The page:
.....

Hopefully this is of some help, and if I have lead you astray, then I hope someone more knowledgable will chime in and give better advice.

Thanks for the kind reply.
Some additional information.

IZK is the knee current of the zener diode. When the current flowing into the zener is larger than the specified knee current, it will permit significant current flow in the reverse direction. For both diodes 1N5338B and 1N5349B IZK is 1mA

IZM is the maximum zener current the diode can handle without breaking. The worst case of IZM is due to the 12V zener 1N5349B which is 395mA (nearly 5W of dissipation)


EL34 Application Data shows a current range of the screen from 8mA at idle to 50mA at full power. A pure pentode with a separate suppressor grid like an EL34 will always exhibit a bit more screen current than a comparable beam power tetrode. KT77 datasheet shows a general 10mA current for tetrode connection.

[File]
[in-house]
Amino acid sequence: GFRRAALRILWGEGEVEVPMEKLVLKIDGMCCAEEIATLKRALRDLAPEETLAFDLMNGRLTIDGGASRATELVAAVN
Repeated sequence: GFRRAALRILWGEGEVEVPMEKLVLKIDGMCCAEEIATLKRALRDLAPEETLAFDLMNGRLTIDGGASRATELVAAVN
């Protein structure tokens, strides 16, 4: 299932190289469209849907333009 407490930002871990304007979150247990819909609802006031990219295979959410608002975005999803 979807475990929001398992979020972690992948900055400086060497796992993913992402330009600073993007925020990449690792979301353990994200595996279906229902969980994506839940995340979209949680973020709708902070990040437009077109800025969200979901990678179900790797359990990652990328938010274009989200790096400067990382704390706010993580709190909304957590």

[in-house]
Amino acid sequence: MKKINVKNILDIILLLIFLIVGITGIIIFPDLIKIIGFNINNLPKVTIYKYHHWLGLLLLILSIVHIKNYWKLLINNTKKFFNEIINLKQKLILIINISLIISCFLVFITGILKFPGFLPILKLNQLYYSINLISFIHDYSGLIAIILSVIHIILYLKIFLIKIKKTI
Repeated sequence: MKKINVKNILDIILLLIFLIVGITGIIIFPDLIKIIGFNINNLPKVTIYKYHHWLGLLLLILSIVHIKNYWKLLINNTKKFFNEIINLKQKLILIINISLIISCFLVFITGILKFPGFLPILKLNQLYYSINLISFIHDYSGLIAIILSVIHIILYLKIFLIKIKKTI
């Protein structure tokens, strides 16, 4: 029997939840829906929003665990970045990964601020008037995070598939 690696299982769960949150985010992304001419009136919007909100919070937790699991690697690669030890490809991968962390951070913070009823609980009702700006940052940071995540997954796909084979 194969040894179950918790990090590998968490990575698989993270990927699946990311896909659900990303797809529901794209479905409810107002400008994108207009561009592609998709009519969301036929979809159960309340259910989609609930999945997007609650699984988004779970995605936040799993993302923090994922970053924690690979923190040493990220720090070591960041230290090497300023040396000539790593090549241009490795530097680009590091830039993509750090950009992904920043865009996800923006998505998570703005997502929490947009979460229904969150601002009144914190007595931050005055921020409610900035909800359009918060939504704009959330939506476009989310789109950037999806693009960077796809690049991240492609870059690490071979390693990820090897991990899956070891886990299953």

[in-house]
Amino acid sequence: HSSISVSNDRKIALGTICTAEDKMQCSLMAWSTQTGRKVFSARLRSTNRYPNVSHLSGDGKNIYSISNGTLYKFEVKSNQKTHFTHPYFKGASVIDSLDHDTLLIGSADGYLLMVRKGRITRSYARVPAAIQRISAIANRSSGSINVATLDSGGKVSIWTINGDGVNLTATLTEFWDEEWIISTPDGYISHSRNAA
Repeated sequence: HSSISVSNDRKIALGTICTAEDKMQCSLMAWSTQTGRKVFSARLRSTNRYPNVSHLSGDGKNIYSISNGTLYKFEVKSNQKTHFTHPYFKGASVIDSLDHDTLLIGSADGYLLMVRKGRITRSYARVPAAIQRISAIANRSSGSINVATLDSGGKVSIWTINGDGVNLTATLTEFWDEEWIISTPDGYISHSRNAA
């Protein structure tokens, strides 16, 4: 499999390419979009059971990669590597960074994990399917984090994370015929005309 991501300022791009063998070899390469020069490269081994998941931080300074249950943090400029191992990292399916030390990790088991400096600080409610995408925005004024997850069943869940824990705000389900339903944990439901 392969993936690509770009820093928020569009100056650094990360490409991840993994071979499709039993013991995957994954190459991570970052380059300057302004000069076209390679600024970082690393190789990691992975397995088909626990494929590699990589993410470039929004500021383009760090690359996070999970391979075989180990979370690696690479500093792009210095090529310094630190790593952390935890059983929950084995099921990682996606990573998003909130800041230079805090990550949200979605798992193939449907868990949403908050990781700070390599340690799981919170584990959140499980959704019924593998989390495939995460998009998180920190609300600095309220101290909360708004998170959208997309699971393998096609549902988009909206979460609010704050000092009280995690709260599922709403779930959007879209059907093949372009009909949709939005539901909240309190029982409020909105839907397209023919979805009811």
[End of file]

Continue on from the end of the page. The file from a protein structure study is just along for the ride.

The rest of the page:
So everything looks ok to be withing the Zener Breakdown region (zener operating region).

Yesterday I measured voltages.

From power supply 314 Volt, at plate 301 Volt, at screen grid 297 Volt. Practically I reached my goal as the scren grid voltage is now just below the plate voltage.

The source idea for this connection was this:

https://www.diyaudio.com/forums/tubes-valves/116408-ultralinear-zener-screen.html#post1413910
and this:

"A blurb from "The Classic Williamson 1993 Style" by Bill Kleronomos Sound Practices #4:

"An unusual method of applying active screen voltages to the tubes is used. Instead of the usual dropping resistors, I used a set of 5 Watt Zener Diodes for special benefits : screen voltage is always held at or below manufacturer's recommended value regardless of screen current. Distortion products are materially lower because of the stiffer screen supply provided by Zener regulation - this is especially true for the EL-34 pentode with its wider ranging screen current than the usual beam power tubes. And less screen voltage requires less bias voltage and therefore less peak signal voltage from the driver at max. output. Bench tests with EL-34s and 6550s in the output sockets confirmed an approx. 20% reduction in THD when the original dropping resistors were replaced by Zeners."